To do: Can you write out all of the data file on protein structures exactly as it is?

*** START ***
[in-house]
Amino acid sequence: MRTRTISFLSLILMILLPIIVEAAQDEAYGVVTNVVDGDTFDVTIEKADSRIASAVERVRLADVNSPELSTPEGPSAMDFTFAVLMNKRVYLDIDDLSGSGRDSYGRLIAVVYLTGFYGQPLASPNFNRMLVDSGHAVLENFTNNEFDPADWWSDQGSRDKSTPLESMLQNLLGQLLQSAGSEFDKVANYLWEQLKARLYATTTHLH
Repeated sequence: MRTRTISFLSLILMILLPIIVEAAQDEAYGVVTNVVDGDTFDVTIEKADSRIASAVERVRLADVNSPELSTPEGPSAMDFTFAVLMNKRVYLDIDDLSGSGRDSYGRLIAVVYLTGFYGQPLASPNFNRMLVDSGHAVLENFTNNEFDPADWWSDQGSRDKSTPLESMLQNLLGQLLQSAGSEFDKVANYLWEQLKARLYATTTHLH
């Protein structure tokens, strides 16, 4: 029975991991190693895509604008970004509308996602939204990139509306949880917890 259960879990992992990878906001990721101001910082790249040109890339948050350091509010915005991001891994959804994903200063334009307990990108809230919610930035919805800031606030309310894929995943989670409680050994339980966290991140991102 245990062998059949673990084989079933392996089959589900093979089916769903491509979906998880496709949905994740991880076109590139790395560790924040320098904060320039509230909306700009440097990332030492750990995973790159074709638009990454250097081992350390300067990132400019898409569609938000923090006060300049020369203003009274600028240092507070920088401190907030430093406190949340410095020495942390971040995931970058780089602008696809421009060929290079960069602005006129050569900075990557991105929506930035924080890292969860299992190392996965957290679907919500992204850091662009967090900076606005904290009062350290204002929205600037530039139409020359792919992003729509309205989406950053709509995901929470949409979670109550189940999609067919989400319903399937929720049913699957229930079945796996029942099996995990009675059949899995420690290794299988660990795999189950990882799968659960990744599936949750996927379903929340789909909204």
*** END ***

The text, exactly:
[in-house]
Amino acid sequence: MRTRTISFLSLILMILLPIIVEAAQDEAYGVVTNVVDGDTFDVTIEKADSRIASAVERVRLADVNSPELSTPEGPSAMDFTFAVLMNKRVYLDIDDLSGSGRDSYGRLIAVVYLTGFYGQPLASPNFNRMLVDSGHAVLENFTNNEFDPADWWSDQGSRDKSTPLESMLQNLLGQLLQSAGSEFDKVANYLWEQLKARLYATTTHLH
Repeated sequence: MRTRTISFLSLILMILLPIIVEAAQDEAYGVVTNVVDGDTFDVTIEKADSRIASAVERVRLADVNSPELSTPEGPSAMDFTFAVLMNKRVYLDIDDLSGSGRDSYGRLIAVVYLTGFYGQPLASPNFNRMLVDSGHAVLENFTNNEFDPADWWSDQGSRDKSTPLESMLQNLLGQLLQSAGSEFDKVANYLWEQLKARLYATTTHLH
């Protein structure tokens, strides 16, 4: 029975991991190693895509604008970004509308996602939204990139509306949880917890 259960879990992992990878906001990721101001910082790249040109890339948050350091509010915005991001891994959804994903200063334009307990990108809230919610930035919805800031606030309310894929995943989670409680050994339980966290991140991102 245990062998059949673990084989079933392996089959589900093979089916769903491509979906998880496709949905994740991880076109590139790395560790924040320098904060320039509230909306700009440097990332030492750990995973790159074709638009990454250097081992350390300067990132400019898409569609938000923090006060300049020369203003009274600028240092507070920088401190907030430093406190949340410095020495942390971040995931970058780089602008696809421009060929290079960069602005006129050569900075990557991105929506930035924080890292969860299992190392996965957290679907919500992204850091662009967090900076606005904290009062350290204002929205600037530039139409020359792919992003729509309205989406950053709509995901929470949409979670109550189940999609067919989400319903399937929720049913699957229930079945796996029942099996995990009675059949899995420690290794299988660990795999189950990882799968659960990744599936949750996927379903929340789909909204």